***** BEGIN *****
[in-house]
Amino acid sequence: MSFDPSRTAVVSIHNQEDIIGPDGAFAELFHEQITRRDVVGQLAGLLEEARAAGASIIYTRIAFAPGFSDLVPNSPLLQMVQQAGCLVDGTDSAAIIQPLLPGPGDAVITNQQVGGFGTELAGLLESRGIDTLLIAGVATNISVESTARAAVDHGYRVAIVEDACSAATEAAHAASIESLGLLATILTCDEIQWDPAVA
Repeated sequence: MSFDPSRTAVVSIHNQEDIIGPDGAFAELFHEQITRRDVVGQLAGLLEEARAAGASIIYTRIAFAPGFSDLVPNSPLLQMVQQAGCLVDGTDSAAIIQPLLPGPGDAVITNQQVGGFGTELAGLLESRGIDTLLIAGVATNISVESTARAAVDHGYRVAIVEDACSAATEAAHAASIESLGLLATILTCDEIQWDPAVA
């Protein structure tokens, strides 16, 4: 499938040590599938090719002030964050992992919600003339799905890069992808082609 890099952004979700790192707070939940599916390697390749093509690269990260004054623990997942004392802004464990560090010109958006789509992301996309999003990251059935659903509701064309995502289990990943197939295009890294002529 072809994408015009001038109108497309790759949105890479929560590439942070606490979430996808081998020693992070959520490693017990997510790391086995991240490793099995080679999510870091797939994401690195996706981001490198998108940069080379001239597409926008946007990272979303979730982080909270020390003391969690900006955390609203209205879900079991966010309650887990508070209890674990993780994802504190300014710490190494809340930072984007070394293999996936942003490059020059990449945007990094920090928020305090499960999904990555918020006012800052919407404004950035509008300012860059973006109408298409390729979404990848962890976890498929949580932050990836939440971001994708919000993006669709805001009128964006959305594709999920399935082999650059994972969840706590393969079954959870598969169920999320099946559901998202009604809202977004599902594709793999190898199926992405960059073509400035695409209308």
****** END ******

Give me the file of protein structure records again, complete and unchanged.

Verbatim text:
[in-house]
Amino acid sequence: MSFDPSRTAVVSIHNQEDIIGPDGAFAELFHEQITRRDVVGQLAGLLEEARAAGASIIYTRIAFAPGFSDLVPNSPLLQMVQQAGCLVDGTDSAAIIQPLLPGPGDAVITNQQVGGFGTELAGLLESRGIDTLLIAGVATNISVESTARAAVDHGYRVAIVEDACSAATEAAHAASIESLGLLATILTCDEIQWDPAVA
Repeated sequence: MSFDPSRTAVVSIHNQEDIIGPDGAFAELFHEQITRRDVVGQLAGLLEEARAAGASIIYTRIAFAPGFSDLVPNSPLLQMVQQAGCLVDGTDSAAIIQPLLPGPGDAVITNQQVGGFGTELAGLLESRGIDTLLIAGVATNISVESTARAAVDHGYRVAIVEDACSAATEAAHAASIESLGLLATILTCDEIQWDPAVA
């Protein structure tokens, strides 16, 4: 499938040590599938090719002030964050992992919600003339799905890069992808082609 890099952004979700790192707070939940599916390697390749093509690269990260004054623990997942004392802004464990560090010109958006789509992301996309999003990251059935659903509701064309995502289990990943197939295009890294002529 072809994408015009001038109108497309790759949105890479929560590439942070606490979430996808081998020693992070959520490693017990997510790391086995991240490793099995080679999510870091797939994401690195996706981001490198998108940069080379001239597409926008946007990272979303979730982080909270020390003391969690900006955390609203209205879900079991966010309650887990508070209890674990993780994802504190300014710490190494809340930072984007070394293999996936942003490059020059990449945007990094920090928020305090499960999904990555918020006012800052919407404004950035509008300012860059973006109408298409390729979404990848962890976890498929949580932050990836939440971001994708919000993006669709805001009128964006959305594709999920399935082999650059994972969840706590393969079954959870598969169920999320099946559901998202009604809202977004599902594709793999190898199926992405960059073509400035695409209308």